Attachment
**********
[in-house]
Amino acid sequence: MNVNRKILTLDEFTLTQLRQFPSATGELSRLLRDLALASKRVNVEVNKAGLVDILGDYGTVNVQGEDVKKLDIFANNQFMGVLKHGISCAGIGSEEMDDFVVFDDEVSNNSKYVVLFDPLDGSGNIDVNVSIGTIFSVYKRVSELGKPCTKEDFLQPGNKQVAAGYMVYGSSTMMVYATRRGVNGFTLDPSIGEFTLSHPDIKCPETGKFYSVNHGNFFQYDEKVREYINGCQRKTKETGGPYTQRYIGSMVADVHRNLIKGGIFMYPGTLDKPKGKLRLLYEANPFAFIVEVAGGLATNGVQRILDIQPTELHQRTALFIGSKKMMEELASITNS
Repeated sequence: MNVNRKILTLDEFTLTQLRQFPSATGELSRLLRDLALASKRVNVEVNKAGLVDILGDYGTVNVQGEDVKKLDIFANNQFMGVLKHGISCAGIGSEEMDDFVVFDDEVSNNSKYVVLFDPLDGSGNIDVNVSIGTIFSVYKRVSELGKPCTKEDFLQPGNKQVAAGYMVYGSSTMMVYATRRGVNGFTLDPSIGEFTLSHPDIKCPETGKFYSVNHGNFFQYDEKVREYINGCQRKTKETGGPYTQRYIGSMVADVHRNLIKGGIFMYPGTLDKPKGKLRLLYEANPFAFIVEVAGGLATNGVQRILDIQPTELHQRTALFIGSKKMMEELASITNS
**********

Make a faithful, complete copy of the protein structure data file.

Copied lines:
[in-house]
Amino acid sequence: MNVNRKILTLDEFTLTQLRQFPSATGELSRLLRDLALASKRVNVEVNKAGLVDILGDYGTVNVQGEDVKKLDIFANNQFMGVLKHGISCAGIGSEEMDDFVVFDDEVSNNSKYVVLFDPLDGSGNIDVNVSIGTIFSVYKRVSELGKPCTKEDFLQPGNKQVAAGYMVYGSSTMMVYATRRGVNGFTLDPSIGEFTLSHPDIKCPETGKFYSVNHGNFFQYDEKVREYINGCQRKTKETGGPYTQRYIGSMVADVHRNLIKGGIFMYPGTLDKPKGKLRLLYEANPFAFIVEVAGGLATNGVQRILDIQPTELHQRTALFIGSKKMMEELASITNS
Repeated sequence: MNVNRKILTLDEFTLTQLRQFPSATGELSRLLRDLALASKRVNVEVNKAGLVDILGDYGTVNVQGEDVKKLDIFANNQFMGVLKHGISCAGIGSEEMDDFVVFDDEVSNNSKYVVLFDPLDGSGNIDVNVSIGTIFSVYKRVSELGKPCTKEDFLQPGNKQVAAGYMVYGSSTMMVYATRRGVNGFTLDPSIGEFTLSHPDIKCPETGKFYSVNHGNFFQYDEKVREYINGCQRKTKETGGPYTQRYIGSMVADVHRNLIKGGIFMYPGTLDKPKGKLRLLYEANPFAFIVEVAGGLATNGVQRILDIQPTELHQRTALFIGSKKMMEELASITNS